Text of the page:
Canada will exclude immediate family members from travel restrictions on coronavirus. Those who enter Canada still have to abide by 14-day self-quarantine law.
Prime Minister Justin Trudeau today announced that immediate family members will be able to reach Canada with the effect from June 8, 2020, at 11:59 PM EDT
This exception is not limited to qualifying travellers coming from the United States into Canada but also applies to all eligible foreign nationals, regardless of the country from which they enter into Canada. The announcement came during Trudeau's daily briefing on coronavirus.
Foreign nationals who are the immediate family members of a Canadian citizen or permanent resident and neither have COVID-19 nor show any symptoms of the virus present are free to enter Canada/
They will be able to enter Canada as long as the visit is for at least 15 days long or more and, upon entering Canada, they have to self-quarantine by law for 14 days.
Immediate Family is described as:
• Spouse or common-law partner
• Dependent children
• Parent or step-parent
• Guardian or Tutor
That exemption does not apply to Canadian temporary residents. The family can only be reunited with Canadian citizens and permanent residents.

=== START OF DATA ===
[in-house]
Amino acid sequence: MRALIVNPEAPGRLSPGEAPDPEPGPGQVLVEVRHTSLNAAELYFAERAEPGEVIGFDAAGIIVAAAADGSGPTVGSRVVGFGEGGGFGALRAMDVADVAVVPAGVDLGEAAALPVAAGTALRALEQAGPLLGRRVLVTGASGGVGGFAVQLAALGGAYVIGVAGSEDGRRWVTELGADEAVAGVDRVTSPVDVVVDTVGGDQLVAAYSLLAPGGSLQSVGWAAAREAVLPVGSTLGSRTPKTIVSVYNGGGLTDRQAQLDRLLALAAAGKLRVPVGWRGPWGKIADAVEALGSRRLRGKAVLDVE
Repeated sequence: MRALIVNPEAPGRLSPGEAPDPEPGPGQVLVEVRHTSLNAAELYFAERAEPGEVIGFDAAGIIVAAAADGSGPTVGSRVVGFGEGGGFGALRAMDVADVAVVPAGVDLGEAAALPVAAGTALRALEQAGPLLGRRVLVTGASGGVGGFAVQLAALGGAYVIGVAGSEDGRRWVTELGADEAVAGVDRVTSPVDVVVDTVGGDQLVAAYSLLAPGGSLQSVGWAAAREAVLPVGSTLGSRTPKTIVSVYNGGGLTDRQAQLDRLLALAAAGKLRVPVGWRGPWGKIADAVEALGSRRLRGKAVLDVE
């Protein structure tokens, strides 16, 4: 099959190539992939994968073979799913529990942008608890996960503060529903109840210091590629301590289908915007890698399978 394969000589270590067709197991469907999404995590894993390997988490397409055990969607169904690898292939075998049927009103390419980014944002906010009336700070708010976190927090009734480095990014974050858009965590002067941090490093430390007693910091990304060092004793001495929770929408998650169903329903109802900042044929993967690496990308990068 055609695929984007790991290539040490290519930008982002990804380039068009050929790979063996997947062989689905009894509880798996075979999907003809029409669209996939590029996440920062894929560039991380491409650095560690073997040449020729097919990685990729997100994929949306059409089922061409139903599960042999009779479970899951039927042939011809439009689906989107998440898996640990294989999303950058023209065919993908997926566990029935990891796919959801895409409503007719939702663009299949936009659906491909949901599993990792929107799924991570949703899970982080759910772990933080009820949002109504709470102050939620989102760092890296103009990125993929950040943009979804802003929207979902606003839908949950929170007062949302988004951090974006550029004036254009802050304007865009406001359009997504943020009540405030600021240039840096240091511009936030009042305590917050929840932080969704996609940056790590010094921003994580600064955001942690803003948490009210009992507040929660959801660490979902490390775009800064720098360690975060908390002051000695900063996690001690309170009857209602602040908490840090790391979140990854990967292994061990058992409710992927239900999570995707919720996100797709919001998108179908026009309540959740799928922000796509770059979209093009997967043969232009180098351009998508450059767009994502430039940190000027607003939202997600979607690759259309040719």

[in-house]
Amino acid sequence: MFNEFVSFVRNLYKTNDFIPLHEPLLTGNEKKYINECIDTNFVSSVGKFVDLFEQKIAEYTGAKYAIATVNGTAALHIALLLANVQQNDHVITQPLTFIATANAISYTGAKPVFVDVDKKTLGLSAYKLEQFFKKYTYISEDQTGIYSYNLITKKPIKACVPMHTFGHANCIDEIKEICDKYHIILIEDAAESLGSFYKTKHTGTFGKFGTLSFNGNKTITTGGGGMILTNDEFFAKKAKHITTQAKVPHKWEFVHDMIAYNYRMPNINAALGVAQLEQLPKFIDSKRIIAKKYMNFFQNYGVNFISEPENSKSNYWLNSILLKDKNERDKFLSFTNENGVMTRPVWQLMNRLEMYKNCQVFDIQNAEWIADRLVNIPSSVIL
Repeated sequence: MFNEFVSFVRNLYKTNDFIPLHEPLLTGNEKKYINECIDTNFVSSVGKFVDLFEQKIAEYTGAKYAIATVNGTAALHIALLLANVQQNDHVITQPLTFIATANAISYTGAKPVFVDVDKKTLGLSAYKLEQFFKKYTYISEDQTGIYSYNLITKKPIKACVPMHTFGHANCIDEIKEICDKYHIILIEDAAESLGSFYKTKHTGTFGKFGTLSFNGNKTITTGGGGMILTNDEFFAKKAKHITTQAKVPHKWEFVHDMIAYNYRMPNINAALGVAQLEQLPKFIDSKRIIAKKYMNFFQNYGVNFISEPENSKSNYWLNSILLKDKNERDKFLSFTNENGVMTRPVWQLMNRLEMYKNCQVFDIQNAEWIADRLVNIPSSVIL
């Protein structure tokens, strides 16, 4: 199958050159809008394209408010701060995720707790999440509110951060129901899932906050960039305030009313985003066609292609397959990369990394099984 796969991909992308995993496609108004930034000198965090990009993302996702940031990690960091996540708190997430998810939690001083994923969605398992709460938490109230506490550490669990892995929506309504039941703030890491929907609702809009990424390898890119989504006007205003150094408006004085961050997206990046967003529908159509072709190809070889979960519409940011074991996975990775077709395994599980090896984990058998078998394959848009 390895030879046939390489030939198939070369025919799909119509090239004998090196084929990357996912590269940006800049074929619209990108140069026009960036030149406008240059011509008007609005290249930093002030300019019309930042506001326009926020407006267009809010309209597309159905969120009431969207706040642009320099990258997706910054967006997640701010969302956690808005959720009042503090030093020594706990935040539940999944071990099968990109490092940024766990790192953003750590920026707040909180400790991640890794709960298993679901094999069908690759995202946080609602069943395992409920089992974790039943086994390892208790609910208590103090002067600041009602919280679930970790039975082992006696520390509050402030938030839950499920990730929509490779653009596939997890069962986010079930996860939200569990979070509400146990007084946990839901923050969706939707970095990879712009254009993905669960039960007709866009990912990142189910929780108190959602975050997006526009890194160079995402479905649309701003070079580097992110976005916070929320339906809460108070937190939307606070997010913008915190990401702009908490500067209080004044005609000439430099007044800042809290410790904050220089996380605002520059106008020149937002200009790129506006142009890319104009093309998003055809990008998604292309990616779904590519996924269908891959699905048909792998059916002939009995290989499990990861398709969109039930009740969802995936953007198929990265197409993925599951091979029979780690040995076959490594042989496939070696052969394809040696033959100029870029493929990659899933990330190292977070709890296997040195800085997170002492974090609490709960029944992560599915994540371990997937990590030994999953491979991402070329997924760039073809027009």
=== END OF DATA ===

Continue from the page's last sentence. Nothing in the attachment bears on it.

Trudeau noted on May 29 that the federal government was considering easing immediate family restrictions, although it needed support from its provincial counterparts.
Immigration Minister Marco Mendicino stated in a follow-up briefing several minutes after Trudeau’s announcement that the federal government was effectively receiving such support from the provinces.
Mendicino said this new family exemption was to bring families closer together but the federal government would not allow short-term trips. This is intended to protect Canadians' health and safety.
Since the beginning of the coronavirus crisis, Canada has implemented a variety of special immigration measures. Numerous steps aimed at promoting the process of immigration applications and the movements of people during the pandemic.